One-hundred years later, Crow Fair continues to celebrate culture with the largest Native American event in Montana.

The Apsáalooke people of the Crow Indian Reservation south of Hardin, Montana, host the annual six-day event in Crow Agency with powwows, parades and rodeo.

Long-term fair participant and Crow Tribe member, Dale Old Horn, says the story behind Crow Fair began in 1862 when then-U.S. President Abraham Lincoln signed the Homestead Act. This law encouraged Easterners to occupy Indian land. The law was then expanded under U.S. President Ulysses S. Grant, forcing Native Americans to assimilate Western culture and lose their ethos. 

By 1904, the U.S. government wanted to prove the law's success with a fair similar to county fairs. The Crow Tribe were to display livestock and home goods, but event planner and Indian Agent S.C. Reynolds was not prepared for the dancing that commenced at the inaugural fair.

"Before that time, the Crows had been dancing clandestinely; they had to hide from the authorities and hide from the U.S. army and the U.S. agency forces," Old Horn said. "Formally, they began to dance at Crow Fair."

While some elements of the fair remain true 100 events later, like the flat track racing Reynolds was known to participate in, Crow Fair has evolved as Native Americans took ownership of what was supposed to disintegrate their culture further.

Old Horn defines Crow Fair as "an event that strengthened the practice of the Native culture."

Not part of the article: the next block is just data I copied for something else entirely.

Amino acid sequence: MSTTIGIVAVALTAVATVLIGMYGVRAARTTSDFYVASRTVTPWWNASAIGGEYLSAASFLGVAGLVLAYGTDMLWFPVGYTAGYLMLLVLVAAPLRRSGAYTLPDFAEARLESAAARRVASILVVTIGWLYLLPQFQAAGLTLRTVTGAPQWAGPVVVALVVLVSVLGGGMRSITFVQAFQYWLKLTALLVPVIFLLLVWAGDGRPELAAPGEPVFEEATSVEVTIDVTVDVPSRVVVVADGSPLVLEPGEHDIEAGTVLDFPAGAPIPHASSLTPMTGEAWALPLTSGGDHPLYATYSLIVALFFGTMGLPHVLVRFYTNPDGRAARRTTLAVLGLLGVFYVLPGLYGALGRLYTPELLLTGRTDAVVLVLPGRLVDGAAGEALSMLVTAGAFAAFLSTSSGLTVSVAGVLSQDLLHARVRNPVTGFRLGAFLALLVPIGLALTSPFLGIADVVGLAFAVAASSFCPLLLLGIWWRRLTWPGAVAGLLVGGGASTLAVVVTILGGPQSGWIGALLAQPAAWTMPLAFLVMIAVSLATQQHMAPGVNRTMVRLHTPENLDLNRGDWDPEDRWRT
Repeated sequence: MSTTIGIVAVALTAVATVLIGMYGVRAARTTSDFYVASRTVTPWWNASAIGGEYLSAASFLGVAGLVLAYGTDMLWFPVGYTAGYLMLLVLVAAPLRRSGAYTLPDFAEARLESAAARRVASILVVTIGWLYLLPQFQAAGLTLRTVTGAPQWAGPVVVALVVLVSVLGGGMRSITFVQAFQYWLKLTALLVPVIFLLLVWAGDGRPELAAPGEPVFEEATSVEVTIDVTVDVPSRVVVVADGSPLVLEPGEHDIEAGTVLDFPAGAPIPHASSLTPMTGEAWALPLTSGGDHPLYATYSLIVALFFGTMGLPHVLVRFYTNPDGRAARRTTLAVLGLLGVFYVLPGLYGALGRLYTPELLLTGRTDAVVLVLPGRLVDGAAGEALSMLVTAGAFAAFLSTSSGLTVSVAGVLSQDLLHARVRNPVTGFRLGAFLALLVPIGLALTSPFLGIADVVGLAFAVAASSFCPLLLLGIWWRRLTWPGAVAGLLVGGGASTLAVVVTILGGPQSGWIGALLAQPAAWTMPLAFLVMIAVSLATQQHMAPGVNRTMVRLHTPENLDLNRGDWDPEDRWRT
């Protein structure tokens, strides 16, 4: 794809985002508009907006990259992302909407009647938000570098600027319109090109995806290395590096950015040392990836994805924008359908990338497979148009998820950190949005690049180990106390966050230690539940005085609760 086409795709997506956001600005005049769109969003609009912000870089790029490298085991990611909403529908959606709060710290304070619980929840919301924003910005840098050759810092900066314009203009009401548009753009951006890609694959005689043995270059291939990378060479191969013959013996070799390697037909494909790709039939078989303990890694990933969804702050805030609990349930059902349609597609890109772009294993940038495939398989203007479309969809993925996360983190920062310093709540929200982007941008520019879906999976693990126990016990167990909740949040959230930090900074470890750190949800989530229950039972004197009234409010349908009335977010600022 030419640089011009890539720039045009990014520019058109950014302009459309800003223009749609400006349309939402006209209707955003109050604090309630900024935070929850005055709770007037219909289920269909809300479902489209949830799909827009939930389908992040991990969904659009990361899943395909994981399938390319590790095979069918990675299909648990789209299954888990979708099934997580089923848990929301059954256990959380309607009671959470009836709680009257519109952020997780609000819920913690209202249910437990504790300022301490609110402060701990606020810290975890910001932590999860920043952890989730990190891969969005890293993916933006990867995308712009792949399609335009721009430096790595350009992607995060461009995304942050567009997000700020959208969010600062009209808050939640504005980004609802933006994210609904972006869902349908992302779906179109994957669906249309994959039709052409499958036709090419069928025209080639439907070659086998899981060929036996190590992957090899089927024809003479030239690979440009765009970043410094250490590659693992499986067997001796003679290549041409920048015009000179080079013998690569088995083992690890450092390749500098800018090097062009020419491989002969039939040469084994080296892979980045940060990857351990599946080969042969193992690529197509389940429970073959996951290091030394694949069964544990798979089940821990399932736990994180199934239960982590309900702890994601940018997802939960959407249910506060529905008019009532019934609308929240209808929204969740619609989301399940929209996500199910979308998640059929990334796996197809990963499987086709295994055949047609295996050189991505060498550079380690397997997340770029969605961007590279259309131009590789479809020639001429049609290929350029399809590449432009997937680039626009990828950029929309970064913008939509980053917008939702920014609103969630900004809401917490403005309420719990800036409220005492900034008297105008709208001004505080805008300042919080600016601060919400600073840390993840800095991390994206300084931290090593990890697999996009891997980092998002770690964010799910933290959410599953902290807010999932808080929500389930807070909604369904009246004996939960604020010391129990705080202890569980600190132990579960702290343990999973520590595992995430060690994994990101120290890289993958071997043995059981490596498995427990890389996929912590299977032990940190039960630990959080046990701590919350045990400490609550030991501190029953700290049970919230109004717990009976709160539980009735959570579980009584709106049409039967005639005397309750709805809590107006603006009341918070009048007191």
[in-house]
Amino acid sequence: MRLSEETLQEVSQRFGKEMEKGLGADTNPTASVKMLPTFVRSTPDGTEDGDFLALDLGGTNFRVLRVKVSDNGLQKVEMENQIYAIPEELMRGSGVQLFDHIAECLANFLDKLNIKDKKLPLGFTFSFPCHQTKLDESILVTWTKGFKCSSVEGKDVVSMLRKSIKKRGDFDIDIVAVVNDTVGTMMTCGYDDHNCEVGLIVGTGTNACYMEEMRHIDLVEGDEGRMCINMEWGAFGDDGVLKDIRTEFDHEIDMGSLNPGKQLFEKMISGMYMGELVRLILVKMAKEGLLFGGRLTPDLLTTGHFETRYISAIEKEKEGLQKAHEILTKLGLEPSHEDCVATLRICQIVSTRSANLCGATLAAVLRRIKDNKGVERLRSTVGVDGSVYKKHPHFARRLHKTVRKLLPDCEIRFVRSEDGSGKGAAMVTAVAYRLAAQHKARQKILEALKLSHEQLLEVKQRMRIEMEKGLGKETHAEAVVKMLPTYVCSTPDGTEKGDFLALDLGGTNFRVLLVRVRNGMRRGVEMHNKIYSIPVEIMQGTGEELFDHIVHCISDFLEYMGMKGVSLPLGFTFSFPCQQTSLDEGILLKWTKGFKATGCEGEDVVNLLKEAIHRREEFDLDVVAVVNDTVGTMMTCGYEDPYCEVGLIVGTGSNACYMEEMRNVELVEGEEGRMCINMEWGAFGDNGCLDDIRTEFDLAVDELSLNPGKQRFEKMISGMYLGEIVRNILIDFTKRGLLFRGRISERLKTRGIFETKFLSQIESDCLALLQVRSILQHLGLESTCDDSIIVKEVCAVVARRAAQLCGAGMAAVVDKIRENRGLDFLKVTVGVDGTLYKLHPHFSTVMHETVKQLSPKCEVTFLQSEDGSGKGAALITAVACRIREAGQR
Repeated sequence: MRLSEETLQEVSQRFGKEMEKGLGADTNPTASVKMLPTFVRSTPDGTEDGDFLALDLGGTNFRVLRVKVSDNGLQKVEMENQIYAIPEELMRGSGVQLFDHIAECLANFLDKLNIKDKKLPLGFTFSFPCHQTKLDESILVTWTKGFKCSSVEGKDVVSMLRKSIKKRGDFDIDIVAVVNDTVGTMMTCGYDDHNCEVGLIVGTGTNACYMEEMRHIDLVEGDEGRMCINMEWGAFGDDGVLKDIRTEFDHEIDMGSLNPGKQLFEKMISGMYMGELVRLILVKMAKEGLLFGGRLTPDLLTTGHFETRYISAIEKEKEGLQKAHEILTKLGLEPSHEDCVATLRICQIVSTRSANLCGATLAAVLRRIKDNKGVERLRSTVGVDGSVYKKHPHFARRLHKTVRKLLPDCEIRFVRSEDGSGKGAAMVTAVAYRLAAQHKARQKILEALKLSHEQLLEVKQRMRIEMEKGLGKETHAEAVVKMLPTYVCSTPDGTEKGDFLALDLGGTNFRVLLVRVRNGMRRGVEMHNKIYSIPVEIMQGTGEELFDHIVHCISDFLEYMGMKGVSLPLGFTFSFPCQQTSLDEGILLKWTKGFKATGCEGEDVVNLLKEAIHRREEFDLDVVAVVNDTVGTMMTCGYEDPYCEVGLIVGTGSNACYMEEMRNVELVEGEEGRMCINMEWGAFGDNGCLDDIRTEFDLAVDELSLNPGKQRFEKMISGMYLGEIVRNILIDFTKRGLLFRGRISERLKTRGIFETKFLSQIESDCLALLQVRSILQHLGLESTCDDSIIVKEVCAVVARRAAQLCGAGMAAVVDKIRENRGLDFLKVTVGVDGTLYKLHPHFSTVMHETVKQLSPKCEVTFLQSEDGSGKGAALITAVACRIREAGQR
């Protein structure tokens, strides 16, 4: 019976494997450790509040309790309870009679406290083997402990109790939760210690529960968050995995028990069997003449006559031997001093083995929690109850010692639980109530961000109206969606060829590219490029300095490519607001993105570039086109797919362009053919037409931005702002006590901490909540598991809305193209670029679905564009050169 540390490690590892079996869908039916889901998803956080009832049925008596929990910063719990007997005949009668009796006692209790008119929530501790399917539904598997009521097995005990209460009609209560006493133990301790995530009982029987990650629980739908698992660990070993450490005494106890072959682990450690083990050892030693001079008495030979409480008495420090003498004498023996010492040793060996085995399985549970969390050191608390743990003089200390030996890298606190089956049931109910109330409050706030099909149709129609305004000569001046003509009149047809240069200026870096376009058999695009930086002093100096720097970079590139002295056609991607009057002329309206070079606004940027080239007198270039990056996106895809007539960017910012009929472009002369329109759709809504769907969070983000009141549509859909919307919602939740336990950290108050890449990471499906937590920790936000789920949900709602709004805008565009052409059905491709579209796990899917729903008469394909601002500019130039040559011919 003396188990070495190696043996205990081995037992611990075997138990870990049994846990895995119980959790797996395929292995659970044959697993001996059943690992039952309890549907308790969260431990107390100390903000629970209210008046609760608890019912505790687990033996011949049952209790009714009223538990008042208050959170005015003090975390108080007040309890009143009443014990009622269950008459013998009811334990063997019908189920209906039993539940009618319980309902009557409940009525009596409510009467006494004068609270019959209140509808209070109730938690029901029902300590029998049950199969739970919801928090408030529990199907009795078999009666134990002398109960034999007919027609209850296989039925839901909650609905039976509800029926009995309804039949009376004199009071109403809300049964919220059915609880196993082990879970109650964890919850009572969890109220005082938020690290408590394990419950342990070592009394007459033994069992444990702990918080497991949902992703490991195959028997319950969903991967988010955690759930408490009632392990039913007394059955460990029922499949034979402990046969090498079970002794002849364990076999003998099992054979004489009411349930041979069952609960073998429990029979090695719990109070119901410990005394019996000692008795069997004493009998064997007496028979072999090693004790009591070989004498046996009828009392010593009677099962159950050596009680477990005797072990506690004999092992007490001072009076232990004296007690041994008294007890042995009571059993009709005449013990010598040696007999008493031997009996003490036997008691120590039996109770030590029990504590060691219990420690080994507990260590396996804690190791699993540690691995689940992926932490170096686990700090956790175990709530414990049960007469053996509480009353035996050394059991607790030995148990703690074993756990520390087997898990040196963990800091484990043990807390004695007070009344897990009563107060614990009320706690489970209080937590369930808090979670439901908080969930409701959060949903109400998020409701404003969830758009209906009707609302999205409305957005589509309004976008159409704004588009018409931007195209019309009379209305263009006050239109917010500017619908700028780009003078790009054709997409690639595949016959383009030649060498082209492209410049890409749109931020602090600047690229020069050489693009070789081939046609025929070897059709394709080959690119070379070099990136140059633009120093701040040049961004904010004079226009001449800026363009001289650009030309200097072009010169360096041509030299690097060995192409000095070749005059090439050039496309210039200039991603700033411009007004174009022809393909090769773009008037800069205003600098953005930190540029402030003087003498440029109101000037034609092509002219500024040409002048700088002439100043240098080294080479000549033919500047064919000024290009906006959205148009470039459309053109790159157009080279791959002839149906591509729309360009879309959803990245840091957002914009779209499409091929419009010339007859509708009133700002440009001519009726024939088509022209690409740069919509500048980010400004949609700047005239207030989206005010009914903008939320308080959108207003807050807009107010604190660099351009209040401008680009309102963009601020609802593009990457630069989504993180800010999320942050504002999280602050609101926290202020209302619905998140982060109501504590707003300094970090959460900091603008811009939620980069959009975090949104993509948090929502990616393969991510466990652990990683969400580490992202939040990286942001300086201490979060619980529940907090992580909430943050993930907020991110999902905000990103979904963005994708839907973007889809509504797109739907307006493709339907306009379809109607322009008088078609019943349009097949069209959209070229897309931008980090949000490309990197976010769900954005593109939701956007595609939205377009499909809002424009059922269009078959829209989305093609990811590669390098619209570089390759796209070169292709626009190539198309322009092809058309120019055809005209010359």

Crow Fair begins during the middle of the third week in August through the following Monday; a specific schedule is to be determined.

Between Friday, Aug. 17, and Sunday, Aug. 19, morning parades led by the color guard begin each day at 10 a.m. A procession of veterans and active members of the armed services, the President, Vice-President and First Vice-President of the Crow Fair, Crow tribal officials and women on horseback travel through the campsites. Contests in varying categories like “best traditional dress” are included in the parades, according to the Crow Fair website.

With one of the largest powwows in the country, Crow Fair draws more than 50,000 people to participate or just come and watch. The four-day powwow focuses on traditional dance style; Crow tribe dancers don regalia resembling what was worn at the turn of the 19th century.

The powwow grand entries begin at 1 p.m. led by the veteran honor guard. Participating contest dancers of all ages follow in the procession. An announcer presents drum groups also in competition.

The Crow Fair Rodeo completes the fair’s offerings with entertainment including youth events, professional cowboys and cowgirls and horse racing at the Edison Real Bird Memorial Complex.

Rodeo director James Real Bird says the crowd gets into events like the flat track and Indian relay racing.

“It’s something I look forward to every year,” said Real Bird, who has been attending the fair for 29 years.

Sharmaine Hill is this year’s rodeo queen and Jay Old Coyote is powwow director. Since beginning to plan the event last September, Old Coyote jokes that he has six white hairs now.